First off, we have the DevCo débâcle. The story so far is this: back in February of this year, on the 8th to be precise, we were told that Borland had had the brilliant idea of spinning off its IDE business (Delphi, C++Builder, JBuilder, et al) so that they could concentrate on their core business of waterfall methodology tools and were actively looking for white knights to take it over. Given that the IDE business was making $60M a year in revenues (although the exact figure seemed to drift in and out of focus according to whom you talked), it seemed like it should be a pretty quick sale.

    Admittedly, once you started looking into the business and its future, you started to worry about what exactly that future looked like. For Delphi for Win32, it certainly looked rosy; after all, the main competitors were VB6 (stop laughing there at the back!) and Visual C++. But for Delphi for .NET, the equation no longer seemed as easy to understand, and for JBuilder, positively unsolvable. Nevertheless, we were assured by David Intersimone and Alan Bauer et al that suitors were lining up around the block. (Mark Miller used to tell me that he offered $1 for DevCo, but I've never seen him offer $1 for anything so I dismiss that.)

    So time went by. The news that made it past the "we can't talk about it for legal reasons" screen seemed to be entirely positive. The division that was slated to become DevCo was allowed to recruit whereas the rest of Borland were cutting back. Nick Hodges joined in June as Delphi Product Manager (a more positive evangelist for Delphi, I cannot imagine) and other ex-Borlanders were re-joining, if not in droves, at least in number. (Funnily enough, Danny Thorpe wasn't one of them.) The Turbo versions were released. Both Nick and Alan were making good noises about DevCo, usually with the admonishment that they were in a "quiet period" so they couldn't talk in detail, but, boy, you'll be amazed and delighted at what happens.

    Finally David I. said at the beginning of September (a full seven months after the first announcement, mind) that "Borland is on schedule to announce a buyer in the third quarter of this year. “We have been assured [of that time frame],” he said." Well, the third quarter is over, it's now eight months since the initial statement about the spin-off, and ... nothing. The assurance David I. spoke of was obviously vapor of the thinnest material.

    I'm sorry, but to this sanguine -- perhaps, cynical -- blogger, this non-news says

    • Borland are asking too much
    • Borland are not selling what the suitors thought they were getting with DevCo
    • Borland are not selling everything the suitors wanted for DevCo
    • The DevCo business isn't as attractive as it was eight months ago (sales down? future not as bright?)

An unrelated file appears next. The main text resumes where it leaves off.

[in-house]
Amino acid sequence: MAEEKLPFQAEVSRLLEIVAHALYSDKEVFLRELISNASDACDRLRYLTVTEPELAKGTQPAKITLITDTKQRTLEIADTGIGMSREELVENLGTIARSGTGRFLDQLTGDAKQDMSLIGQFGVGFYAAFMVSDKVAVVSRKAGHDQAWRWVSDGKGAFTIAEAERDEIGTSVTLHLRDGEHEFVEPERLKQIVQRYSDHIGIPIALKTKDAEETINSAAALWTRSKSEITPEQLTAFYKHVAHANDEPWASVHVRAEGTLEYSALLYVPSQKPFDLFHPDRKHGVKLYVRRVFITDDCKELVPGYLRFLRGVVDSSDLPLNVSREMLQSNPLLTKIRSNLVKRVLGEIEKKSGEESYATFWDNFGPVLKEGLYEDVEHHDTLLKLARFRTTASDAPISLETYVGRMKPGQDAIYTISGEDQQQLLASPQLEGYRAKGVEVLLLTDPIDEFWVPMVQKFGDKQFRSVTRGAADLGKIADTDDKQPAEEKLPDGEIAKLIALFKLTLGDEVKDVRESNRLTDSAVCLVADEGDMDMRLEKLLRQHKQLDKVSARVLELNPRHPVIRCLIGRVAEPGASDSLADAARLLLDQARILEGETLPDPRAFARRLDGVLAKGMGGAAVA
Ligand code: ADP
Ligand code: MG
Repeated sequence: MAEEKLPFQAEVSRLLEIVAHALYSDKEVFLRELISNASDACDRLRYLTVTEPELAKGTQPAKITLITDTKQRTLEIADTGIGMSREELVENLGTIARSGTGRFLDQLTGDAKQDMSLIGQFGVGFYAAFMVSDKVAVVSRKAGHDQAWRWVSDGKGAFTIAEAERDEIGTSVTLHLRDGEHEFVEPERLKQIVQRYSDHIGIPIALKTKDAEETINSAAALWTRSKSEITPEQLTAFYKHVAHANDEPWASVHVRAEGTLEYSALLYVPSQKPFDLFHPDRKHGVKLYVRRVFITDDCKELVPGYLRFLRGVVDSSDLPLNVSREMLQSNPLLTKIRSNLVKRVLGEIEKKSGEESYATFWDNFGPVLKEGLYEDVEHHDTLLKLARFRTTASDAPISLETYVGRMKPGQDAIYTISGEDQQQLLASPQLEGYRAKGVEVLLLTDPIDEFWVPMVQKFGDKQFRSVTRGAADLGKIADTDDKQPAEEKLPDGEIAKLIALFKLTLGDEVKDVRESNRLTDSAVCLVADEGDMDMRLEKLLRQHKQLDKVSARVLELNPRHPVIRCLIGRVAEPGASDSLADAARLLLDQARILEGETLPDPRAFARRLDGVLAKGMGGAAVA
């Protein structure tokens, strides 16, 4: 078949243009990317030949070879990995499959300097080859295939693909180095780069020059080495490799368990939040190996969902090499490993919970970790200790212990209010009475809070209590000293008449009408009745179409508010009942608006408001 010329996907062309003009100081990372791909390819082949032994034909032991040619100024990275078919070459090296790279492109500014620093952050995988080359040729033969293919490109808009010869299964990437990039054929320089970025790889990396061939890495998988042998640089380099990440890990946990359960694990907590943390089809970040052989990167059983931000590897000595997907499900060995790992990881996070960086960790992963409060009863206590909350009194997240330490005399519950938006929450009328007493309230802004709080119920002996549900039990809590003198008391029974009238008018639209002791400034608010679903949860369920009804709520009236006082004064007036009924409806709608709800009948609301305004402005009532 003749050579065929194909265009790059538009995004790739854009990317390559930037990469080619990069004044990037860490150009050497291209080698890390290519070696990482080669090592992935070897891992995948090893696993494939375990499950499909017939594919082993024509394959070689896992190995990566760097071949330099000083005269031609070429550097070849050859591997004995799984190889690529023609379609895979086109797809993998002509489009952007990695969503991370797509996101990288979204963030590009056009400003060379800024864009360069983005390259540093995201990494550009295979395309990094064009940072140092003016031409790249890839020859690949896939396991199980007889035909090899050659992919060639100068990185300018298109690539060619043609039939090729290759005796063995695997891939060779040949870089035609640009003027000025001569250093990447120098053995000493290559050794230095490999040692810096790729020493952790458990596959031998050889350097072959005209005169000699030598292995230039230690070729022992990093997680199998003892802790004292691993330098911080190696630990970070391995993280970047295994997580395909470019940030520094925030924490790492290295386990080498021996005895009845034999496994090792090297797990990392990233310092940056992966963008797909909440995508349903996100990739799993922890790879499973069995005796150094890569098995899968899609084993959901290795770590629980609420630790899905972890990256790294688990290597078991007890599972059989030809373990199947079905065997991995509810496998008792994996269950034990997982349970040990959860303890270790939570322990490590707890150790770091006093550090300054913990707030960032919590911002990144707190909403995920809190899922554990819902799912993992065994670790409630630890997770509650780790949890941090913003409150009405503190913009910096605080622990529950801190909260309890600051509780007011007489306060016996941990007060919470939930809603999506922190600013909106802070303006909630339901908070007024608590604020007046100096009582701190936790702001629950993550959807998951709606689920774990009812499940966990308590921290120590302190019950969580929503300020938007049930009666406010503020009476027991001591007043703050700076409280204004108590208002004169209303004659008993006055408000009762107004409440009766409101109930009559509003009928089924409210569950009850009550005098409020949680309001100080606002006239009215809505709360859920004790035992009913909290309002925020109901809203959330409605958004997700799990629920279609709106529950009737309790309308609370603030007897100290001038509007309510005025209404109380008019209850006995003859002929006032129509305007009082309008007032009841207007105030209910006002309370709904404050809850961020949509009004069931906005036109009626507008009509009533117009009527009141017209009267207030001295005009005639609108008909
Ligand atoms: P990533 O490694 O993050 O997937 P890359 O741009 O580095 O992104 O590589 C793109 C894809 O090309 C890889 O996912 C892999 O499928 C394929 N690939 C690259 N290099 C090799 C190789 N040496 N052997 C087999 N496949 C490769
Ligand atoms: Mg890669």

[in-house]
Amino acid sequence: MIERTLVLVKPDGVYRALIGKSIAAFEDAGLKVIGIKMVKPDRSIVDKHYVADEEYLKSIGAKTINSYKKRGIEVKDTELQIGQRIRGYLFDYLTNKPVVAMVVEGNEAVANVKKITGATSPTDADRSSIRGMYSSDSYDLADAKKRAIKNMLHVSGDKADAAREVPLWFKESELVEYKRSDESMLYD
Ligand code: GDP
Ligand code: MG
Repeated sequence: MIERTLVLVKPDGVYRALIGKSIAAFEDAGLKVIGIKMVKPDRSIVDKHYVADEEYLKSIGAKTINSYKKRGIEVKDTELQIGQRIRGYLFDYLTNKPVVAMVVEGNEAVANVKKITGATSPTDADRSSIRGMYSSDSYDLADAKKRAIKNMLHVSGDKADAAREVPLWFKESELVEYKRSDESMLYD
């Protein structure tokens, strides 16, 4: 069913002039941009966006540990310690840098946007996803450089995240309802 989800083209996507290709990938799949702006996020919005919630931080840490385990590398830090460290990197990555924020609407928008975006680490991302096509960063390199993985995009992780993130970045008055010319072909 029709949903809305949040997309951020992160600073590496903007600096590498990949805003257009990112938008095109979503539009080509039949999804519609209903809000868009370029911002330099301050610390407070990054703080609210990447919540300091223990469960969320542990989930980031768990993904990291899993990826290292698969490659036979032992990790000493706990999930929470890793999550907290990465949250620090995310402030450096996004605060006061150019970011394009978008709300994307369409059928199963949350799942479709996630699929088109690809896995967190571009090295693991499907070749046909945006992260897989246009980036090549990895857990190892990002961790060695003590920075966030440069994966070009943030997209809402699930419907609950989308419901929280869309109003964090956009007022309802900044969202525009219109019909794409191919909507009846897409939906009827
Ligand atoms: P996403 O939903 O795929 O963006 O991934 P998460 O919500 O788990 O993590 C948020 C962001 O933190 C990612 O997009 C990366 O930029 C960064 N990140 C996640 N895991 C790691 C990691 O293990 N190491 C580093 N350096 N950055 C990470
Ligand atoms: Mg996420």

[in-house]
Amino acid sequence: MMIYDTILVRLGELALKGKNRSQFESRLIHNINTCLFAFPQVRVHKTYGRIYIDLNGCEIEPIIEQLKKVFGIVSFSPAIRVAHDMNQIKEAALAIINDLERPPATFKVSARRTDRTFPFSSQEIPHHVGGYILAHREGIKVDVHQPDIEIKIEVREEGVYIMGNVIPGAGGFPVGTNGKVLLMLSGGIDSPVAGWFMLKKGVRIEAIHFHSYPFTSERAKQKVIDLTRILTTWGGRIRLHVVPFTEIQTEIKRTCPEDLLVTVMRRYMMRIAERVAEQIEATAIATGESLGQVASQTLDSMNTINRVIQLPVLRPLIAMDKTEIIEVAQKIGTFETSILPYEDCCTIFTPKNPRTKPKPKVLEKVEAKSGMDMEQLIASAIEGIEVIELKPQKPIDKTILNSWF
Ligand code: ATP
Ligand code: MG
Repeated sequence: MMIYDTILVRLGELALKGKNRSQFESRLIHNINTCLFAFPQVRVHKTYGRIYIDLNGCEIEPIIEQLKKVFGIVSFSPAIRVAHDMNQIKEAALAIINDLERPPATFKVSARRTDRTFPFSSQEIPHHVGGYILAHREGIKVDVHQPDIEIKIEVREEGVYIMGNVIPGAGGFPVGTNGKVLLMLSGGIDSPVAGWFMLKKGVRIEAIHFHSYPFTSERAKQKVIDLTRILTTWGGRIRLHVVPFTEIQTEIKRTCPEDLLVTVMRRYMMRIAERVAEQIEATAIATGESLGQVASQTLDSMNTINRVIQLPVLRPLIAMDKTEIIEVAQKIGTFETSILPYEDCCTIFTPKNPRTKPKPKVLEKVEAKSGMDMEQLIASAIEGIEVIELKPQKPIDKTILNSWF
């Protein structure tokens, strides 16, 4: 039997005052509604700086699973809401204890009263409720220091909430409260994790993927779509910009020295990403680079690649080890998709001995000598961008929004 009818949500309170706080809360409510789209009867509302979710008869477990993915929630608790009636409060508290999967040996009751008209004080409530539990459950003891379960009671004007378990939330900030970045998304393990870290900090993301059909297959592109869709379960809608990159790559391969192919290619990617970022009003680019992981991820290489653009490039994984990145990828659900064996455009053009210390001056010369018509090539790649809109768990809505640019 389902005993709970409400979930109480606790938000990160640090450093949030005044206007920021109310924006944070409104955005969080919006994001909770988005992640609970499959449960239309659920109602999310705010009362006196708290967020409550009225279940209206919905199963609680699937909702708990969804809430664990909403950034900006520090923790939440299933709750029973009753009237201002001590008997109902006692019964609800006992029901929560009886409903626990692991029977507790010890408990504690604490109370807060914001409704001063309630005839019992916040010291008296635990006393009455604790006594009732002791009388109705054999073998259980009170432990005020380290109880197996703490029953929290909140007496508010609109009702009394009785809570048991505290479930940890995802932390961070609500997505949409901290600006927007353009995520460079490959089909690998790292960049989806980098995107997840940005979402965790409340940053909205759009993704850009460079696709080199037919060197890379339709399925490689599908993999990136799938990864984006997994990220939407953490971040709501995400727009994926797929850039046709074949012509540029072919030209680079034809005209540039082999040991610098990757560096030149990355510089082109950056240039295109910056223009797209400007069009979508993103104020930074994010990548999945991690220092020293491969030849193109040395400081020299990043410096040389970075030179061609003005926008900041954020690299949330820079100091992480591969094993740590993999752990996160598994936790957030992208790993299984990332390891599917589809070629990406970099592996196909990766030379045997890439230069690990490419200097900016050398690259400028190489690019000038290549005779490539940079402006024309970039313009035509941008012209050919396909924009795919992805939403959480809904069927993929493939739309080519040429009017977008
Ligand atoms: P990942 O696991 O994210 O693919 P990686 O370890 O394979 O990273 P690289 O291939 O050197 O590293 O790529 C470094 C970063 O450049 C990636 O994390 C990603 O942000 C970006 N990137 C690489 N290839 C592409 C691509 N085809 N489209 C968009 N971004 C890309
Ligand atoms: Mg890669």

The second bit of news is that although Borland's revenues are increasing, it is making losses. Second quarter figures indicated that it lost $19M on revenues of $76.9M, but Tod Nielsen was confident at the time that Borland would be back to profitability by the fourth quarter (on the back of what, I'm not too sure). The third quarter has only just finished: it'll be a little while before we get the financial news about it.

    And the third bit of news to hit us is the news from last Friday that Borland are giving up on Core SDP, its plan (now two years old) of producing a Software Development Platform. Bizarre news indeed, since as far as I understand it (and to be honest, I haven't spent that long trying to understand what Borland are trying to do with their waterfall-methodology-supporting toolset because I feel it's antiquated and passé in the Agile world I've lived in for the last few years) this was a core part of their strategy for moving forward.

    So, since Core SDP is no longer part of their core strategy, just what the heck is?

    Maybe they feel that the intellectual property that is DevCo should remain part of Borland? Maybe the revenue stream that is DevCo is much too important for the continuing survival of Borland to be sold for a quick buck (or a quick several million)? Maybe the SDO, er ALM, stuff isn't as attractive as it used to be and Visual Studio Team System is making too many inroads?

    Who knows? Certainly not this writer. But, nevertheless, speaking as an outsider, Borland have some real image problems to sort out and stories to straighten. Today's announcement about Borland Lifecycle Quality Management (LQM) offers yet another confusing acronym to go along with ALM and SDO and yet another set of products that aren't quite available yet. I just don't know what they are trying to achieve, what their goals are, what they want to do with DevCo. Certainly Borland themselves aren't helping me to understand, and looking at the share price today, I'm in a boat with many others.

    And remember, I'm Chief Technology Officer for Developer Express, one of the primary third-party library vendors for Delphi. If I don't understand what the heck is going on, if I'm not invited to look inside the kimono under NDA for reassurance, Borland and DevCo are in more dire straits than can be imagined.